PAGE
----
notes, upon his violin. His friend, to induce Viceroy of Italy, (Prince Eugene) at Verona, The costume of the Grecians was calculated

him to take greater notice of what was going with 50,000 men. The King of Naples said to leave nature at perfect liberty to give the

on, told how extremely difficult it was. to be coming from Naples with 30,000 men. body its just proportions. The regular de

“ Difficult, do you call it, Sir," replied the 30,000 men at Sedan.

velopement of each part was never molested Doctor ; " I wish it were impossible." Of these, it is already known that the allies by those ill judged impediments, which, in have disposed of the divisions commanded by modern times, effect a degree of deformity: miles distant from the city of Terni, in Italy,

A singular mode of Ventilation. At a few the Prince of Eckmuhl, (Davoust) St. Cyr, Our fashionable inventions, which torture the and General Rapp.

female figure, were unknown to the ladies of famous for having been the birth place of the Prussian and Dutch troops took Breda in Greece.

historian Tacitus, stands mount Oe!us, from Holland, on the 10th December. A part of

the cavities of which, in summer, issues a

It is well known, likewise, that the Grecians the combined force had passed through Swit- were ever solicitous to improve the natural strong, cooling wind. The inhabitants of a zerland, towards Italy. beauty of their children ; and the government

small town, called Ceci, in that vicinity, convey Lord Wellington's army remains near Bay- proposed rewards to encouragc parents in

this refrigerating air, by pipes, into their onne. . An, article, dated London, Dec. 31, these commendable attentions. So far had they houses, in the same manner as we usually constates that they are sickly, owing to the effluvia perfected this art, as to seek even to change

vey water. of the marshes.

blue eyes to black. Crowns were awarded, in The French papers mention the engage- the Peloponnesus, to beauty, which were sus

VANDERKEMP, a respectable Dutch misment, before Bayonne on the 12th and 13th pended in honour of the successful candidate, sionary, says that the Thunder-storms in Cafof December, some time since reported. They in the temple of Minerva.

fraria, which are more frequent and tremenestimate the English and Portuguese loss at from 8 to 10,000; but say nothing of their own. elago are distinguished by the native grace diffusing a dazzling light, which confuses the

Even to this day, the islands of the Archip. dous than in Europe, exhibit this remarkable

appearance. The flash of lightning, instead of The above particulars were received by the and beauty of their inhabitants. There the Criterion, arrived at New York, from La women still preserve, particularly in Scios,

eye and disappears in a moment, consists of a Teste, with Paris dates to Jan 14th, Bordeaux those peculiar charms of complexion and fig. from the clouds, or from the earth, by the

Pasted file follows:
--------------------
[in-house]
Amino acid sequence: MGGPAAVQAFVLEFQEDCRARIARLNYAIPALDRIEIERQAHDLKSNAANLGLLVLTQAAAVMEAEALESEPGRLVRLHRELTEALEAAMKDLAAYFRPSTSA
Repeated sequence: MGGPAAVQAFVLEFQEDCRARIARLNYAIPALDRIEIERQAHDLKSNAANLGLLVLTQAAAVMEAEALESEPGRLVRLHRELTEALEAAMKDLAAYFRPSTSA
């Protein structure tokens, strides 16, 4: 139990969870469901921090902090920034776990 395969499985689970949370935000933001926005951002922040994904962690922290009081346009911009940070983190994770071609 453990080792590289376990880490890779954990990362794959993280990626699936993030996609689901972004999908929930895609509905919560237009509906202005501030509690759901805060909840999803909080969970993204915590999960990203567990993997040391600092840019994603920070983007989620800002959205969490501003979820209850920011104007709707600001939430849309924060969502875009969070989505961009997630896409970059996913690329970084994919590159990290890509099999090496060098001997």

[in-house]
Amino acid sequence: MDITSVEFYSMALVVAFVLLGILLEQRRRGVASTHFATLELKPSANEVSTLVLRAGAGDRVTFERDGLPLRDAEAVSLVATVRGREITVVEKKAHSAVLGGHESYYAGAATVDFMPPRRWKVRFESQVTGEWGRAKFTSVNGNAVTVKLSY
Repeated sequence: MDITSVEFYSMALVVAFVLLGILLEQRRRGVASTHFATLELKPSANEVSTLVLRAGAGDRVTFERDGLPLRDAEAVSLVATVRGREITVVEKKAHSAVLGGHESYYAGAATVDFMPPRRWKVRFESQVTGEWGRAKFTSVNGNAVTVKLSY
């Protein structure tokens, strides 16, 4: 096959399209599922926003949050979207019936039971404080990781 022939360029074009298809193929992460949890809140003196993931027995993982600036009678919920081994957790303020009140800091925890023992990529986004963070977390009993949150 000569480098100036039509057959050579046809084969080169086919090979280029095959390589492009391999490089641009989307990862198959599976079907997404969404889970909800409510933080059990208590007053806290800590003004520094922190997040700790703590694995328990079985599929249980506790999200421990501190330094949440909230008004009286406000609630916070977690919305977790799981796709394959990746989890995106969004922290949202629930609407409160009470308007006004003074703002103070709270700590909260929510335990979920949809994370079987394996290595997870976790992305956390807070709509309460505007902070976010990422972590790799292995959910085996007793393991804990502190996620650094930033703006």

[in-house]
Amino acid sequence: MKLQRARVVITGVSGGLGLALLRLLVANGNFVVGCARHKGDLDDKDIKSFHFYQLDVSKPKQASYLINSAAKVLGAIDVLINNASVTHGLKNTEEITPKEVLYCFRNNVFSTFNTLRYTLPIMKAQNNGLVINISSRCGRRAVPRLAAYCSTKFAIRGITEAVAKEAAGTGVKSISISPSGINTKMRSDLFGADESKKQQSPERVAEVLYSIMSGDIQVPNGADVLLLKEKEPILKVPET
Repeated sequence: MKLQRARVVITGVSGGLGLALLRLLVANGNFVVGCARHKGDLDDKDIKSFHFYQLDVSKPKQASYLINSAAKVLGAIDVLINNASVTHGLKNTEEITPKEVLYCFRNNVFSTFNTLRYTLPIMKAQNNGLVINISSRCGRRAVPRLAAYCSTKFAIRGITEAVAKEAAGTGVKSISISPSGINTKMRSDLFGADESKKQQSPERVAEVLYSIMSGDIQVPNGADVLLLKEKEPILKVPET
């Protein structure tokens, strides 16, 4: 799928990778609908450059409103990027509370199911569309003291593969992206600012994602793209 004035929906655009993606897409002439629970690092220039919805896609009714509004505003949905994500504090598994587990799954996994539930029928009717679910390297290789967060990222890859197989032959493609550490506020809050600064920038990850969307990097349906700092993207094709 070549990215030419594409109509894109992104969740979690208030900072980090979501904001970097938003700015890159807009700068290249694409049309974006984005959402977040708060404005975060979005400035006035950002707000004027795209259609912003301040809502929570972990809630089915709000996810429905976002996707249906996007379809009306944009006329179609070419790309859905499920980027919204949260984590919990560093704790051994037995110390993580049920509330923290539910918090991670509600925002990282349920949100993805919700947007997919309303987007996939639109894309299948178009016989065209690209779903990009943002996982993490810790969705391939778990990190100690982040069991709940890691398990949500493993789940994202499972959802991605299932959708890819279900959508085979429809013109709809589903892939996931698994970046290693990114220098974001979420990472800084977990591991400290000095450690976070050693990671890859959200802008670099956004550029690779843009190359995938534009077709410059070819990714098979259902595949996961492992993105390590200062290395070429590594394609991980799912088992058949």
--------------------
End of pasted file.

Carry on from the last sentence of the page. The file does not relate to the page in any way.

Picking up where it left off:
stream of distinct sparks, drawn by the earth to the 19th, and London to December 31st. ure, which afford strong evidence of the suThe Amethyst and Arethusa, two French periour beauty of their ancestors.

clouds, or from one cloud by another. This frigates, have arrived at Barbadoes, captured Those cruel maladies, which destroy the

stream is commonly double or triple, and by an English 74 and frigate. regularity of the features, the freshness of the

sometimes lasts two seconds and a half. DOMESTICK. General Election took place tint, the beautiful proportions of the body,

CONSTANTINOPLE. in Newhampshire,on Tuesday-result unknown.

" A curse seems to have were unknown in Greece. It does not apCongress have agreed to rise on the 11th of pear, either by tradition, or their authors, that lain upon Constantinople since its foundation. April. The blanks in the bill of appropriations either Small-pox or Rickets were ever expe

Villains and fools, in miserable succession, for the army, 1814, are filled with sums rienced in that country.

have tyrannized there, from the cruel hypo

crite its founder', down to the stupid scourges amounting to 24,302,906 dollars-for the Na- In a worri, all that art could contribute to vy, to 6,892,978. In all above 3! millions.

preserve and augment the health develope who are daily destroving the monuments of its

great merit.

FOR THE BOSTOX SPECTATOR.

LETTER VIII.

power. Athens, Rome, Paris and London, The very youths scem to possess an intuitive | they stood still, and began the lesser stanza, have all had their periods of enormity, but sense of harmony, and, even while they are yet to which they gave the name of epodi. The this city has never been the seat of virtue, or unable to manage their instruments, they imi- strophe, say they, imitates the motion of the science, or glory. It presents to us only the tate the notes with which their nurses inspire higher sphere. The antistrophe denotes that spectacle of perverted power, with the most somnolency.

of the planets, and the epodi represents the monstrous, and barbarous learning, even more The style of musical composition here is al repose of the earth.-Preposterous ! the mumischievous than the beastly ignorance which together original. It bears no analogy to that sick of the singing dancers, and the composi. has succeeded it. The misanthropist who of the Italians, which at best is but a combina- tions they recite, bear no more resemblance would wish to inspire others with his own tion of unmeaning soft sounds. It is as widely to our chaunts and our harmonies, than the uncontempt and abhorrence of mankind, the athe- different from the Chinese musick, as it is meaning circles they describe are like those ist who would persuade us to disbelieve the ex- from our own. It combines the tenderness of of the spheres which they pretend to imitate. istence of God, because of the depravity of the Welch with the martial spirit of the Adieu. man,* should write the history of Constantino-Scotch, and possesses a power of inspiration I send you two storms, a siege, and a battle ; ple."